• Watch for idiosyncrasies in your speech. One speaker said ‘actually’ at least 100 times. In one sentence I counted three instances! When you have an idiosyncrasy like this, and the audience picks up on it, then they start counting those words and that’s all they hear, not your message.
  • Triple check your slides. Look for spelling errors, typos, repeated slides (yep, one instance of that too), inconsistent font families, inconsistent graphical elements, etc. And if you’re too close to your slides, get someone else to look them over with fresh eyes (these people are called ‘editors’, and many of them do little jobs like this). Or get your slides ready early, then leave them alone for a few weeks before checking them again.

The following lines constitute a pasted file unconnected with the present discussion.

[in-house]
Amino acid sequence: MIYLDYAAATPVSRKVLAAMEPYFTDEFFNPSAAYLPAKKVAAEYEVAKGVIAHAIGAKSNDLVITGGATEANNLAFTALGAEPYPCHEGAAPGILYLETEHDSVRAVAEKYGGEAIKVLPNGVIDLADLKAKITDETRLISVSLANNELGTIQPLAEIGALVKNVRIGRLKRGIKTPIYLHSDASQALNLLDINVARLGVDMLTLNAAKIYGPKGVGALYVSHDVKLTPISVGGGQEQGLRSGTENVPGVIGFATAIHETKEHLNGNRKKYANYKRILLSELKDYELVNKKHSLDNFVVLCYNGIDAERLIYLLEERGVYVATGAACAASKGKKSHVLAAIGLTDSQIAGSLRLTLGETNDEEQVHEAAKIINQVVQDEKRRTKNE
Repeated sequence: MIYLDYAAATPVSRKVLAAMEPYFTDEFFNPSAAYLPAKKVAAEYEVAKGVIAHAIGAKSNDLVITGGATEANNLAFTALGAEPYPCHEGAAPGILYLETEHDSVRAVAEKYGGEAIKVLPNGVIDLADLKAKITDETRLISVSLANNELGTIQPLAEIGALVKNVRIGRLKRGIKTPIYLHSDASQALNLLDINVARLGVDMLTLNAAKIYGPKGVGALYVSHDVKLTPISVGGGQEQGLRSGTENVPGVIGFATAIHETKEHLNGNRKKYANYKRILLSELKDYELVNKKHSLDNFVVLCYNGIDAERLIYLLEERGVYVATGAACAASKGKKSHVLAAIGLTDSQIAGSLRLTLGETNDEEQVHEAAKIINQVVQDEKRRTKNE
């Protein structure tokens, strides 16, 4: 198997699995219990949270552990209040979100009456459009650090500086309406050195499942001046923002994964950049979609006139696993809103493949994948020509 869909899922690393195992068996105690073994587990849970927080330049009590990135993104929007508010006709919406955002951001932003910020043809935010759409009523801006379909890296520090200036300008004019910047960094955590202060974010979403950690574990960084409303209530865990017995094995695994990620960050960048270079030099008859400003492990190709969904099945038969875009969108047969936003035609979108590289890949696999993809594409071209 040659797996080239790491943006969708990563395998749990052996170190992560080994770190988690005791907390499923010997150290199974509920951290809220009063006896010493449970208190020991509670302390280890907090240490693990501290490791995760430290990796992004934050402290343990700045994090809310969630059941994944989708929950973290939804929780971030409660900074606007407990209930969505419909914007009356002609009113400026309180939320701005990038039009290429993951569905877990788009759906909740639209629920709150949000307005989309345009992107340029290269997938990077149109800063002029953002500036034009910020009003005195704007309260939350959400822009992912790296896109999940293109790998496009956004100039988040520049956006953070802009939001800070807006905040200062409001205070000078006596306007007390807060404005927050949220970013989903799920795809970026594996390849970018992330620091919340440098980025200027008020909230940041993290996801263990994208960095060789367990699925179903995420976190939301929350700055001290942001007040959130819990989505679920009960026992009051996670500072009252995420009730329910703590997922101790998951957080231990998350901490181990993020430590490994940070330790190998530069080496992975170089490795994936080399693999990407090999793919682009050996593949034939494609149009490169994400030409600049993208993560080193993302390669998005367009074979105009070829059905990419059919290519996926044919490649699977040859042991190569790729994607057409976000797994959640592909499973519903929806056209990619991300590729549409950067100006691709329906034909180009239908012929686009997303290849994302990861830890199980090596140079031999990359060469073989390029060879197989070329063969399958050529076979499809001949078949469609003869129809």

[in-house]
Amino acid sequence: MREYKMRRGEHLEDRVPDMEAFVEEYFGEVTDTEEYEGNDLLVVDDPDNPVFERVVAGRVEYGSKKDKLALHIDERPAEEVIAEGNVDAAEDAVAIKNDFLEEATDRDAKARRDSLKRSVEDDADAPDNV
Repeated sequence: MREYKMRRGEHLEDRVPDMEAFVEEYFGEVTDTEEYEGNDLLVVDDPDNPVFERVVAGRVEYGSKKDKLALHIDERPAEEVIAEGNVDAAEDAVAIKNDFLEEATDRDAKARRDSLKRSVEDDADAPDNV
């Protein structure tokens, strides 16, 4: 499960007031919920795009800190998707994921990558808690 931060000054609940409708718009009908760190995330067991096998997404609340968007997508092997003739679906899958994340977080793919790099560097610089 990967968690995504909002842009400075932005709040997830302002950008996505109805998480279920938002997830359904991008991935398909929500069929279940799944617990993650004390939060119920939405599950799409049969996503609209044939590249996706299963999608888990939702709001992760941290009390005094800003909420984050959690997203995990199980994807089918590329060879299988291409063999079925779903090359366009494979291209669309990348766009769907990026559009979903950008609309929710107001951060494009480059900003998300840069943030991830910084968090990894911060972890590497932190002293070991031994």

• Make sure you have good contrast between the slide background colors and the text. It’s hard to read white text on a dusky blue background, especially from the back of the room. These slides also don’t print well in black and white. There’s an option in PowerPoint to show the slides in grayscale — use it to check for adequate contrast.

I like this quote

August 31, 2014

Attributed to Henry Ford: “Quality means doing it right when no one is looking”




Excel table into Word — quick and easy method!

August 25, 2014

I’ve written before about some methods for getting the data in an Excel spreadsheet into Word (see the links below).

Recently, one of my colleagues had a BIG Excel spreadsheet table (all text) that had to be inserted into a Word document. In this instance, inserting a link to the spreadsheet was not an option, and saving it as multiple images and inserting those was problematic too (fuzzy, almost unreadable text mostly). So in despair my colleague asked me for some help.